Explainer: What's Behind The Hunger Strike At Guantanamo Bay?
April 04, 2013
by Heather Maher
WASHINGTON, April 4, 2013 (RFE/RL) -- News that many of the detainees at Guantanamo have gone on hunger strike has refocused attention on the U.S.-run detention facility. RFE/RL looks at the issues surounding the prisoners' actions.
What triggered the hunger strike at the Guantanamo Bay detention facility and when did it start?
In early February, the camp commander resumed a 2006-era policy of searching prisoners’ Korans for possible contraband. A few inmates began refusing meals to protest what they considered desecration. More men have joined in the weeks since.
Washington-based lawyer David H. Remes represents 15 detainees, at least six of whom are on hunger strike. He visited the detention facility a few weeks ago and spoke by phone with two of his clients on March 29.
"They told me that the hunger strike is still widespread," he says. " According to them and other detainees, virtually everyone in Camp 6, which is the most populous camp in the prison, has been hunger striking and the men are more determined than ever to continue until they achieve their goal, even if it means starving themselves to death."
Remes suggests that some of the men would resume eating if the Koran searches ended, but not all.
"Because the strike has persisted so long, the goals have broadened beyond the original goal – which was to stop the searches of the Koran," he says. "And now [it] is a protest against the fact that they’re being held indefinitely, without charge, and with no end in sight."
Who is still at the facility?
There are 166 prisoners still behind bars, 89 of whom are Yemeni. Of those 166, 86 have been cleared by the administration of U.S. President Barack Obama to be transferred to their home countries or to a third country. Forty-six are facing indefinite detention because U.S. rules on evidence and procedure prevent charges from being brought and they’re considered too dangerous to release.
Six inmates are in an active trial phase, and the remaining few are part of ongoing investigations.
How have U.S. officials responded?
The White House says it is "closely monitoring" the situation.
Guantanamo authorities are force feeding at least 11 of the hunger strikers, according to Pentagon spokesman Army Lieutenant Colonel Todd Breasseale.
"The bottom line is that we will not allow a detainee to harm himself," he says. " We monitor their conditions daily and, if necessary, according to the guidelines set up by the U.S. Bureau of Prisons, internally feed them."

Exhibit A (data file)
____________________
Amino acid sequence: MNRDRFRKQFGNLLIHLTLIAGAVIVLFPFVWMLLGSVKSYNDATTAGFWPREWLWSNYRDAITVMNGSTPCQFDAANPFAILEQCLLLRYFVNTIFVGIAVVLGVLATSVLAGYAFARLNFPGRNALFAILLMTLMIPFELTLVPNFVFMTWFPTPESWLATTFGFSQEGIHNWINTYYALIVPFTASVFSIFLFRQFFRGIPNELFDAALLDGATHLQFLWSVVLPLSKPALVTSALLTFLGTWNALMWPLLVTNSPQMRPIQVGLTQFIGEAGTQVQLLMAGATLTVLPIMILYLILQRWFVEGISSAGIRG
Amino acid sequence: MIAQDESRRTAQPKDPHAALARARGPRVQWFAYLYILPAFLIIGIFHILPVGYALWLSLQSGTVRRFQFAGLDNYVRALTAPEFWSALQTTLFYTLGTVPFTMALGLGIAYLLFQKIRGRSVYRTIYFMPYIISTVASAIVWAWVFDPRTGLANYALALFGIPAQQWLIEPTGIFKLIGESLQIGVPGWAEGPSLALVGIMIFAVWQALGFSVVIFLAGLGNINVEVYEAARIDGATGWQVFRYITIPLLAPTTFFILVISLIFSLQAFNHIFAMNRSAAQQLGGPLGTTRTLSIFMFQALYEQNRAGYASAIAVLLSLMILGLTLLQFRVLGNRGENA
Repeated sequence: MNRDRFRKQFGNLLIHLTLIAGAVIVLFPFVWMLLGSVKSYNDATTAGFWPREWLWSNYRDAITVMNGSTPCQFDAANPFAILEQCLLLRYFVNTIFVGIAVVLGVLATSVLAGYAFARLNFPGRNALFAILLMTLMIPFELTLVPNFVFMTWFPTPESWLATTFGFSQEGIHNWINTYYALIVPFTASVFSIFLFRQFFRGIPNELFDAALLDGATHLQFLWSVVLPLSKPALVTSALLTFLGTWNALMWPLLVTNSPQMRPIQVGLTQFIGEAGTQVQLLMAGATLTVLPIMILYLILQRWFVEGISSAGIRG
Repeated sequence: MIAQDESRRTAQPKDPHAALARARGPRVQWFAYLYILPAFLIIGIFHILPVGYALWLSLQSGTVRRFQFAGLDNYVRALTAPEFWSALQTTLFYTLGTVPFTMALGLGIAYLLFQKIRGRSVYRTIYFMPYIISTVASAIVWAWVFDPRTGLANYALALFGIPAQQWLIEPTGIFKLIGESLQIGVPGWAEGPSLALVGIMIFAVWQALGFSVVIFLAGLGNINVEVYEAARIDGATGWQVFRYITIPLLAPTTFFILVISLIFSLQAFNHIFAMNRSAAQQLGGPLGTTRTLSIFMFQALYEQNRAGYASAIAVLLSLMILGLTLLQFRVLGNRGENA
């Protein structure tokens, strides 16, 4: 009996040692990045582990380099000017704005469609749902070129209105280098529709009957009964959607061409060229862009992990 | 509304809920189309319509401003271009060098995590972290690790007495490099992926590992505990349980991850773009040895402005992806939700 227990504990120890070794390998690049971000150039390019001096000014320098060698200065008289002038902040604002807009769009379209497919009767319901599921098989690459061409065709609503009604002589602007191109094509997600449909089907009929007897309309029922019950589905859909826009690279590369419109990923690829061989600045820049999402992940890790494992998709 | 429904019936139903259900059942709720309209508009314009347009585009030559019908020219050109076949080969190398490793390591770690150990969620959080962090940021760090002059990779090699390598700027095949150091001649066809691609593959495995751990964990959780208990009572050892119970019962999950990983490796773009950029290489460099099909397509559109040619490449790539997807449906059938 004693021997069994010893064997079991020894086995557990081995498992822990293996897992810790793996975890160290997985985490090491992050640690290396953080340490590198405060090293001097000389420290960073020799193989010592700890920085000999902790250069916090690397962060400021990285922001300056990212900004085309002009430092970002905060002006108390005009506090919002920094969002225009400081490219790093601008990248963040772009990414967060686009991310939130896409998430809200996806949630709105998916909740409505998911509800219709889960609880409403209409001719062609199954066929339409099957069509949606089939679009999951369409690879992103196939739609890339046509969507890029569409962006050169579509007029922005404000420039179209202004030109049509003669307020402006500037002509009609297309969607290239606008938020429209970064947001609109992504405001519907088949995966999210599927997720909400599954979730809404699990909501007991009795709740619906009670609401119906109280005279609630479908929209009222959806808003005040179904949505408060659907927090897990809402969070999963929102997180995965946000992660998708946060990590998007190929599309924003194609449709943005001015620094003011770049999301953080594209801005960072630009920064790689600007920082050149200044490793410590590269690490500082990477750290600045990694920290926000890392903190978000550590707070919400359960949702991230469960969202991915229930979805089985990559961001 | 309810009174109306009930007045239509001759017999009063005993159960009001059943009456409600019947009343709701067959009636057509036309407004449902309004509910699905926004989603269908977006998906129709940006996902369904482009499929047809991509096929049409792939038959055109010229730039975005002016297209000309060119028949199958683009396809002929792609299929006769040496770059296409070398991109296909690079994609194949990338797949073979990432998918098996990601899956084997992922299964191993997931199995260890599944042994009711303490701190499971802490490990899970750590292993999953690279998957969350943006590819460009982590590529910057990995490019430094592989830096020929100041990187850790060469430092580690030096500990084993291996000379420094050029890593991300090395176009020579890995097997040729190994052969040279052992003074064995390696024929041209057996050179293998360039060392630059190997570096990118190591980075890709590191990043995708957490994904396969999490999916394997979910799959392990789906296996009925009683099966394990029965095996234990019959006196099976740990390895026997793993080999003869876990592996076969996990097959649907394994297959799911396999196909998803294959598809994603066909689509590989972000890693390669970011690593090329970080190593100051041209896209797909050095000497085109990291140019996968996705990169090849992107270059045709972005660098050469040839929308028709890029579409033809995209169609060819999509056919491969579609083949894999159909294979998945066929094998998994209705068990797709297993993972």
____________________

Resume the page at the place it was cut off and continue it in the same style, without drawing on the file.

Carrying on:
Why are they allowed to force-feed prisoners?
The U.S. military’s practice of force-feeding detainees by strapping them into a restraint chair, pushing a tube up their nose, down their throat, and into their stomach to deliver liquid nutrition is controversial and has been challenged by lawyers and rights activists as illegal and even a form of torture.
The practice has been unsuccessfully challenged in U.S. courts as a violation of the 2005 Detainee Treatment Act, which bans cruel or degrading treatment.
The UN Human Rights Commission considers force-feeding at Guantanamo a form of torture, and the World Medical Association prohibits its physicians from participating in force-feeding.
The military says force-feeding saves lives and is a form of "medical intervention."
What about the strikers who aren’t being force-fed?
According to Remes, his clients tell him that guards are using a variety of what he calls "brutal methods" to break the strike.
"They are denying men in Camp 6 bottled water and requiring them to drink tap water," he says. "Safe as the military says the tap water is, one of my clients ran water from the tap over a piece of tissue paper and it turned yellow. The doctors tell them not to drink from the tap. The authorities are manipulating the temperature in the cells, so that, for example, men have to live in cells where the temperature is [17 degrees Celsius], which would be cold for anybody -- but these guys are not only weak and thin, but all they have are cotton clothes. So it’s pretty miserable."
The Pentagon's Breasseale calls that characterization "utterly untrue."
"The guard force there is probably the most highly scrutinized group of service members on the planet and even the implication that [detainees] are being treated in anything but the most professional manner is outrageous and does not stand up to even a blushing glance of intellectual scrutiny," he says.
"These accusations are part of a concerted information operation campaign waged by the detainees through their advocates by proxy. And that’s all I’ve really got to say on any of these absurdities about water or temperature or any of the other nonsensical assertions."
Why is the Guantanamo detention facility still open?
President Obama signed an order on his first day as president to close the facility within one year. But his plan hit a road block when a military judge rejected a Justice Department attempt to try detainees in a civilian court.
The U.S. Senate then prohibited the use of public funds to transfer or release any prisoners, and two years later – after Obama ordered a U.S. maximum security prison to prepare to receive Guantanamo inmates -- Congress blocked that, as well.
"The men are at their wit’s end," says Remes. "They say to me and other defense counsel, 'Look, we’re going to get out of here one way or the other. We’re either going to be released or we’re going to go out in a box.' You have that level of desperation."
On March 27, a White House spokesman said Obama "remains committed to closing the detention facility at Guantanamo Bay."
Copyright (c) 2013. RFE/RL, Inc. Reprinted with the permission of Radio Free Europe/Radio Liberty, 1201 Connecticut Ave., N.W. Washington DC 20036.
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